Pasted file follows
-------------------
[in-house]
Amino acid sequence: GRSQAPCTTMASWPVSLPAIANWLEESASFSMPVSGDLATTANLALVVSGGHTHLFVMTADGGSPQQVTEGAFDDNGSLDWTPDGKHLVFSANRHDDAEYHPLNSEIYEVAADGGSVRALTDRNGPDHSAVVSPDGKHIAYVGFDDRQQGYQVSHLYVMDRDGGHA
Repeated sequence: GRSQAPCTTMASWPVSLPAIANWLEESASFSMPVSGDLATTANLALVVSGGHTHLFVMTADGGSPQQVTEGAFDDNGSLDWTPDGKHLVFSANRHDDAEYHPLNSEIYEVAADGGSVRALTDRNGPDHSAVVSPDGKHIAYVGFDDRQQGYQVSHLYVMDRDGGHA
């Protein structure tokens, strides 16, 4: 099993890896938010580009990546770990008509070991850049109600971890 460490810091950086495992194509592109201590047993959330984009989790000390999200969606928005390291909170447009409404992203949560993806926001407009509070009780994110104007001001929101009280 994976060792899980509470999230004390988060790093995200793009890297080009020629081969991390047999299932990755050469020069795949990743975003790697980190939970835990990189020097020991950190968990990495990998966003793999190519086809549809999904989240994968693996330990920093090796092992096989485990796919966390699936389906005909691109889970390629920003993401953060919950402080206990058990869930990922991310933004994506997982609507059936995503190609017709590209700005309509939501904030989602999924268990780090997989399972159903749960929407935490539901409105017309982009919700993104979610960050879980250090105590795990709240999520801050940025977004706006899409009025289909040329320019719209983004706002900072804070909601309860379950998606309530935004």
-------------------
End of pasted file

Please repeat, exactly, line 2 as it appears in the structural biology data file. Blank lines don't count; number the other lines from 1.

Amino acid sequence: GRSQAPCTTMASWPVSLPAIANWLEESASFSMPVSGDLATTANLALVVSGGHTHLFVMTADGGSPQQVTEGAFDDNGSLDWTPDGKHLVFSANRHDDAEYHPLNSEIYEVAADGGSVRALTDRNGPDHSAVVSPDGKHIAYVGFDDRQQGYQVSHLYVMDRDGGHA